If you are providing contractors under a federal contract or operate in certain states and you are running your own back-office, you may be required to run those contractors through E-Verify, an online system which checks information contractors provide on their I-9s to data stored by the Social Security Administration and Department of Homeland Security to ensure they are authorized to work in the United States.
As a Federal Contractor, FoxHire recently began running its contractors through the E-Verify system. While most of our contractors come back as “authorized to work,” we have run into some situations that have taught us a lot about the system and the I-9 process. Here are a few tips we can offer from our experience:
- If you are unable to E-Verify a contractor within three days of their start date as required, simply attach some documentation of the reason why you were unable to enter the contractor on time to the contractor’s I-9 when you file it.
- If you get a Tentative Nonconfirmation, the first thing you should always do is carefully check over what you entered. It is very easy to transpose numbers or put the last name where the first name should be. If it appears that you have entered everything correctly, you may want to go back to the employee and double check information such as the spelling of their name, Social Security Number, and birthdate.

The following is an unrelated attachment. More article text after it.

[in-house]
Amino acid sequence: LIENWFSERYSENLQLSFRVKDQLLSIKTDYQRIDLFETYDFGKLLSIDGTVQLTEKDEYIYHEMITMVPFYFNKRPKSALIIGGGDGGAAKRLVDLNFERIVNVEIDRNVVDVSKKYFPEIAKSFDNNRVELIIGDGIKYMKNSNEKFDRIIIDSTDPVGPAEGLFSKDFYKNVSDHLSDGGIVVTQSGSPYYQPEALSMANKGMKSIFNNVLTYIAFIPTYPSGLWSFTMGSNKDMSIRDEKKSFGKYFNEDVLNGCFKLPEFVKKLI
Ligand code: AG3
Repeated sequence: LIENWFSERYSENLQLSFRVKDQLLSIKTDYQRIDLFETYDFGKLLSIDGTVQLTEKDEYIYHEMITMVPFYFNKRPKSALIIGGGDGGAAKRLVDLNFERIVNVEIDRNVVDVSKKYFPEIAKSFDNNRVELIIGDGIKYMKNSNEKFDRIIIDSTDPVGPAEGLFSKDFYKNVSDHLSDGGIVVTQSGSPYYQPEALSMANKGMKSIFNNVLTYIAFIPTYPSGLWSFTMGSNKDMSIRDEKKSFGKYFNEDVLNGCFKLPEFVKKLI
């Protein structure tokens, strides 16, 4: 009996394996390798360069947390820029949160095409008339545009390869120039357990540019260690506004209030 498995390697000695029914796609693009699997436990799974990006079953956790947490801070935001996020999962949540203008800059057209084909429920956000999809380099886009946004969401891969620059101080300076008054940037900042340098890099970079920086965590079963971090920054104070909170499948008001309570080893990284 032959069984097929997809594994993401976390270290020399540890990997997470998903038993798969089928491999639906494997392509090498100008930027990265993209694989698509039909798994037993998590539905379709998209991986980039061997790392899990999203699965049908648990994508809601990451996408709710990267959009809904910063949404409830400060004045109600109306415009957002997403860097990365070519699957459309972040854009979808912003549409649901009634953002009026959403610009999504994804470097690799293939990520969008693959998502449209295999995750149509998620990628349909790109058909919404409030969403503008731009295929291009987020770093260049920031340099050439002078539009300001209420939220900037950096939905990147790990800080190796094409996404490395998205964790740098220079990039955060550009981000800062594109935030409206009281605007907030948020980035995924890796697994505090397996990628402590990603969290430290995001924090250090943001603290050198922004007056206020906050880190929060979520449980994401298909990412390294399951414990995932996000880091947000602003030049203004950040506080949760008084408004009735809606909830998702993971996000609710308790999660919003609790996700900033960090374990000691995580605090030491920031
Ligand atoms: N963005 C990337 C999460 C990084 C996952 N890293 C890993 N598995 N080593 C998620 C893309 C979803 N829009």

- You don’t necessarily have to immediately terminate someone once you have received a SSA or DHS Final Nonconfirmation if you know that they are actively trying to get the issue resolved. When we encountered this situation, an E-Verify specialist advised us to mark the initial case in E-Verify as an “Invalid Query” and then initiate a new case, which then gave the contractor another eight days to work with the correct agency to prove that she was authorized to work.
Obviously, the specific situations you run into on E-Verify won’t necessarily match our experiences, so please be sure to consult with an employment attorney or contact E-Verify’s customer service line at (888) 464-4218 when you encounter sticky situations. We found the customer service line to actually be pretty helpful. Even though the first person we spoke with couldn’t help us, we were quickly routed to someone who could. Also, the U.S. Citizenship and Immigration Services provides an E-Verify Quick Reference Guide for Employers to help you with your basic E-Verify questions.